Notes & Coffee: January 9-15
Here’s hoping this morning is the second of three weekend mornings you will enjoy this week. With all the extra time, we are hoping you will do something special to take care of yourself, and consider including us in your ME time. Notes & Coffee is here to connect you with all the trending news in student affairs and higher ed from the past week, perfectly packaged for a lazy morning on the couch. Hope 2017 has been good to you so far!
Scrutiny of new Koch grant - “Is billionaire libertarian investor Charles Koch using money with strings attached to co-opt the Thurgood Marshall College Fund, a supporter of historically black colleges and universities? Or are the two parties strange bedfellows united by a surprisingly common purpose?”
Race, student debt, and for-profit graduate schools - “Discussions about higher education often focus on affordability—what college costs, what students pay and crucially, how much they borrow to finance their degrees. Discussions about student loans, however, rarely focus on what happens to the debt after students earn a college degree. That’s why a recent study by Columbia University professor Judith Scott-Clayton (a fellow Evidence Speaks contributor) and her co-author Jing Li is so important.”
Why STEM majors need the humanities - “When I was a freshman, half a century ago, I asked one of my professors — an eminent mathematician named Lars Ahlfors — for advice on my academic program. As a budding mathematician, I knew about a lot of math courses I should take and some physics courses as well. I asked what other courses in math and science I should include in my program. Ahlfors replied, "Don’t take more courses in those subjects. Once you get to graduate school, you’ll be studying nothing but mathematics. Now is your chance to become well-educated. Study literature, history, and foreign languages."
Making the case for liberal arts colleges - “ORLANDO, Fla. — Talk to presidents of liberal arts colleges and they are proud of how their institutions educate graduates and prepare them for life. But ask the presidents to prove that value, and many get a little less certain. Some cite surveys of alumni satisfaction or employment. Others point to famous alumni.”
“Schools can save lives”: An exit interview with the U.S. education secretary - “He didn't have long. Education Secretary John B. King Jr. was confirmed by the Senate in March 2016 after President Obama's long-serving secretary, Arne Duncan, stepped down at the end of 2015. No matter the outcome of the 2016 presidential election, King knew that Obama would be out in a year and replaced by a president who, regardless of party, would almost certainly replace him.”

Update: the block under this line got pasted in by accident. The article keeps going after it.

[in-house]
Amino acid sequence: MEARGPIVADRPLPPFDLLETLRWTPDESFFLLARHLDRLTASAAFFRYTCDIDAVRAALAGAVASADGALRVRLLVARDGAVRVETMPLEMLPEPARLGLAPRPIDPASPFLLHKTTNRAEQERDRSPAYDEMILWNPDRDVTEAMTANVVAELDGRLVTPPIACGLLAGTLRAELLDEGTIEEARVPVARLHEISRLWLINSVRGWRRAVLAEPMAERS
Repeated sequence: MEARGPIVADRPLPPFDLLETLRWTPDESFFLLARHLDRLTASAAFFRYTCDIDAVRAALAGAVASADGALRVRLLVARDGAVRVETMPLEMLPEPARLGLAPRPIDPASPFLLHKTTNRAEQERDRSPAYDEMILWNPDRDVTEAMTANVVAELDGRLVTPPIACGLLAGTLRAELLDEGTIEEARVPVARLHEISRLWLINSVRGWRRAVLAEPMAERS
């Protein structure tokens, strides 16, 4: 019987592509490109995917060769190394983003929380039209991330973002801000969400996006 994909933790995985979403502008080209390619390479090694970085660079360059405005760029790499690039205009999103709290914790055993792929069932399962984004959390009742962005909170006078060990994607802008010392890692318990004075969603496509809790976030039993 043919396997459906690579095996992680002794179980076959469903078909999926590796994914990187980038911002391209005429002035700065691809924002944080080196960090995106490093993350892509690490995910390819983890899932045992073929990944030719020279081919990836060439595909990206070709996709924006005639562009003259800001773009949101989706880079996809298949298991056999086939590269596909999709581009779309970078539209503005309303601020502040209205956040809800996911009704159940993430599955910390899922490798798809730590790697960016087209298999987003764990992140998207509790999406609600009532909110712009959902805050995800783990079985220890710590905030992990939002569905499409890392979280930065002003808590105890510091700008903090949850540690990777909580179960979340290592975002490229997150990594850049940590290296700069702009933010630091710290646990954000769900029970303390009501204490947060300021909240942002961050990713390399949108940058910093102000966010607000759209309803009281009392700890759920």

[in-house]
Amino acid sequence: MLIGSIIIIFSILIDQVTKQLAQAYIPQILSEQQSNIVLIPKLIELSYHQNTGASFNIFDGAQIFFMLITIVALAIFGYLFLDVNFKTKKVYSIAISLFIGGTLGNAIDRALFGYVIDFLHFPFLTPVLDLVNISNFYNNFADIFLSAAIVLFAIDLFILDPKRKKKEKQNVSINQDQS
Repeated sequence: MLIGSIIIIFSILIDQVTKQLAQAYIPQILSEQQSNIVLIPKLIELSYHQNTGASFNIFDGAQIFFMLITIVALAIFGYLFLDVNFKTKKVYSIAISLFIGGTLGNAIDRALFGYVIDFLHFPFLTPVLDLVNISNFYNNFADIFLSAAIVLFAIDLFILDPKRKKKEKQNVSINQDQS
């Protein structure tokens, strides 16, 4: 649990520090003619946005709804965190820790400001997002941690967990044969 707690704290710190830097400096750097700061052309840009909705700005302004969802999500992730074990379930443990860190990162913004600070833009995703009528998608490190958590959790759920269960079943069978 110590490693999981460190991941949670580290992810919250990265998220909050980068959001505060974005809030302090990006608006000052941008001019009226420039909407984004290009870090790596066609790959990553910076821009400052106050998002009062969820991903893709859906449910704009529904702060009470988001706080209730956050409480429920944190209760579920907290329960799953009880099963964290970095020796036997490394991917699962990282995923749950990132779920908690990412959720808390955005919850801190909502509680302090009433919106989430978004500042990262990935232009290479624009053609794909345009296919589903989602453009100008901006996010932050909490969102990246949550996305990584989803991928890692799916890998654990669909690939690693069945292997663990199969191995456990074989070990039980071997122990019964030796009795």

NASPA Right Now - January 2017 - “The start of a new year often brings an opportunity for renewal, growth, and new beginnings. While there have been significant challenges in this academic year, I am optimistic about the future because of the passion, commitment, and energy I feel from our community. NASPA continues to engage in the integral aspects of student learning, closing the achievement gap, access and equity, and many other issues that have an impact on our students. I look forward to continuing an action-oriented and collaborative student affairs agenda that will provide meaningful support to our students, our colleagues, and our profession.”
A moment in the sun with Alice Manicur - “A legend in her time, Dr. Alice R. Manicur was a pioneer in student affairs and higher education who broke the glass ceiling for women in the field. While her name may not be household yet to some, her influence is felt every day by the many supporting the student experience. After 92 years of continued service, passion, and dedication, Dr. Manicur passed away early last week leaving many reflecting on shared moments and lessons learned.”
NASPA wishes you bon appetit - On behalf of the NASPA staff, Board of Directors, and Foundation Board, we wish you a happy and prosperous new year. Please enjoy this cookbook from our families to our NASPA Family. We hope you give one of our recipes a try—please let us know if you enjoy it!
Student councils on religious, spiritual, and secular diversity - “A few years ago, I had the privilege to help launch with several students our campuses’ multi-faith student council (MSC), which was, at first, simply a group of students who were interested in interfaith dialogue, had an interest in getting to know each other, and were available. From the beginning, I knew this would be a tricky organization to build and manage. The University of Minnesota, where I am currently employed, has almost 90 religiously affiliated student groups currently. This multi-faith student council was designed from the beginning to support and in many ways be the voice of all of these groups. How to do this was going to be the challenge.”